But as hospitality providers, you already know that in this service business, guests and timeshare owners are either your best brand ambassadors or your biggest public relations nightmare. Efforts by timeshare developers to represent a resort as environmentally responsible can backfire.
Critics will quickly jump on the “green sheen” bandwagon, branding an environmental endeavor as “greenwashing” if it appears to be a marketing strategy rather than a sincere effort to improve or protect the environment. If your resort is going to, “leave the light on” for its guests, you’d better be sure that light is eco-friendly and low wattage.

Today, many properties are monitoring energy consumption, consumption per square foot, emissions (including greenhouse gas emission), water consumption, waste diverted from landfills, use of energy or water efficient technologies and countless other efforts and initiatives that they can implement, measure and report on to their boards, stockholders, investors, guests and member-owners.

The “S” and the “G” in ESG

Issues of social responsibility have always been complex. Between a global pandemic and a vast social rights uprising, 2020 has made correct social and governance protocols more difficult while at the same time, more on demand.

Just as environmentally responsible efforts can be misconstrued, charitable initiatives that appear to involve little more than writing a check will be labeled as disingenuous or a ploy for publicity. Businesses should focus on diversity and inclusion, equal opportunity, zero tolerance of discrimination and harassment, employee enrichment through training and education and benefits workers genuinely value, such as onsite childcare, education and opportunities for volunteerism.

Often intricately linked to social responsibility are issues of corporate governance. Is there diversity among senior executives? Are women and minorities well represented on the board of directors? Does the executive decision-making process prioritize the safety and physical and emotional wellbeing of its employees? Organizations of all sizes must take great care to ensure that policies and practices are well vetted, transparent and focused on social rights.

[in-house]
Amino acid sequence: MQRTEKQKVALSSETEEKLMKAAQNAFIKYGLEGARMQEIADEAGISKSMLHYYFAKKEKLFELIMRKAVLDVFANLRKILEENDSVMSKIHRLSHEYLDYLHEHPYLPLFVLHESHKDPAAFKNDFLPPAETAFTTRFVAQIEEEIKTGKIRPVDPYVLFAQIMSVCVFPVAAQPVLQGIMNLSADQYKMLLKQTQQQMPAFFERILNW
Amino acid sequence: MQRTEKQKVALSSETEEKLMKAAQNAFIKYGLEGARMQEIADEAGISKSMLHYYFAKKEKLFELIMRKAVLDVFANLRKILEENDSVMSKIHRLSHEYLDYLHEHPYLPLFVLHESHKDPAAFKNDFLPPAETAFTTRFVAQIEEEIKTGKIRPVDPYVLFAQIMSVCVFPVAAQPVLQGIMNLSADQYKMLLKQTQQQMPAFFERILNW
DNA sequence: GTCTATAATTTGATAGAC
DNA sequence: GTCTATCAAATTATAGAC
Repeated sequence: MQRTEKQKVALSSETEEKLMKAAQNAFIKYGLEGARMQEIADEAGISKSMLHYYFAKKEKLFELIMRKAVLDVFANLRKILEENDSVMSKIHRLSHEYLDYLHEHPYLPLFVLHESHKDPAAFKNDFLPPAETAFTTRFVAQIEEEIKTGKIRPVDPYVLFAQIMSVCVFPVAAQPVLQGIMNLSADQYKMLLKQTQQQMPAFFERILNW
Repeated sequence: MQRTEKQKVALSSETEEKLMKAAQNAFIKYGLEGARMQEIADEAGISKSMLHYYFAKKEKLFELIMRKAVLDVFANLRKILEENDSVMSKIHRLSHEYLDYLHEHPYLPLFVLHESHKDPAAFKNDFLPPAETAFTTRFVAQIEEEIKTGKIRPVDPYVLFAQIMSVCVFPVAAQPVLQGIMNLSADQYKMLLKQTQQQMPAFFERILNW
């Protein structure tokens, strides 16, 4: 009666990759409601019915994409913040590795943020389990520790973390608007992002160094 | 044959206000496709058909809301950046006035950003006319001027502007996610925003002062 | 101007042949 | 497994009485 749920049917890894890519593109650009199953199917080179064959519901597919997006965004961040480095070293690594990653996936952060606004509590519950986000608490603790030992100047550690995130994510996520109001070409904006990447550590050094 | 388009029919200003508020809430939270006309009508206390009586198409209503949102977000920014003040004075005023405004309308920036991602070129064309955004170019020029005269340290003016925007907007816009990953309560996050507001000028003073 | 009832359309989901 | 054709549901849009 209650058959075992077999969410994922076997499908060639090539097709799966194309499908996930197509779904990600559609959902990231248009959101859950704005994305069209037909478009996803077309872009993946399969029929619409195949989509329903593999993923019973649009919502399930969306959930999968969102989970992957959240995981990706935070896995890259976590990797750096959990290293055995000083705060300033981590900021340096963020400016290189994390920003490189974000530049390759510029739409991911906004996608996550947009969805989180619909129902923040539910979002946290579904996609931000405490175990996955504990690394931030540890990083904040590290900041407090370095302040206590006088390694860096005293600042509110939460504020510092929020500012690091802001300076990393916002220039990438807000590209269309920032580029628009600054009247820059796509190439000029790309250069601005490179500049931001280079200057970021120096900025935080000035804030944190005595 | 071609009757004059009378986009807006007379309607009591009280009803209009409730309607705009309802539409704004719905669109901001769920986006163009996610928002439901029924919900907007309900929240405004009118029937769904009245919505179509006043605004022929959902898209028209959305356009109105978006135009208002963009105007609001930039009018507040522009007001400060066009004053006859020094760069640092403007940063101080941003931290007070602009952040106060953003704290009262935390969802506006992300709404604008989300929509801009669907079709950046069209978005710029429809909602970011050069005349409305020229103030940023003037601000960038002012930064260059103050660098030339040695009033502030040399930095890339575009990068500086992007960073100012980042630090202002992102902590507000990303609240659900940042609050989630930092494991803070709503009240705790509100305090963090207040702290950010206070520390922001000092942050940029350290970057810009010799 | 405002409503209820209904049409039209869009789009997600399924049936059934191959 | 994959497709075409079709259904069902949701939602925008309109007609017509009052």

ESG is the New Normal for Business

Like many other timeshare and vacation ownership companies, Wyndham Destinations has a demonstrated history of environmentally sensitive and social-minded accomplishments. Yet last year, upon publishing its 2018-2019 Social Responsibility Report, Wyndham Destinations President and CEO Michael D. Brown described the 80-plus page document as a “first for our company”.

In so many ways, Brown hit the nail squarely on the head. In an ESG-focused, post global pandemic work world, whatever your organization has been doing in the past is no longer sufficient. Although your resort makes significant contributions to the economy, your community and the industry, timeshares, like every other vertical, are being viewed through a new, high-resolution lens.

You can push back against the scrutiny, or you can embrace it. Blaze new trails with ESG initiatives that are firsts for your organization, perhaps even firsts in the industry. In doing so, you’ll create value, reduce risk, and even make the world a better place, which is not a bad day’s work for any of us.

Key Takeaways:

  • Examine every aspect of both internal and forward-facing culture, looking with fresh eyes at how existing practices, policies and even your supply chain impact others or may be interpreted by others.
  • Prepare for unprecedented scrutiny of how your organization acknowledges cultural practices and religious traditions.
  • Ensure that your ESG initiatives are integrated throughout management, operations, finance, and human resources as well as marketing and public relations.
  • Develop effective and repeatable ways to document your efforts. Some activities may be hard to quantify, so make certain you are reporting data accurately.
  • Be transparent in your actions, results and reporting.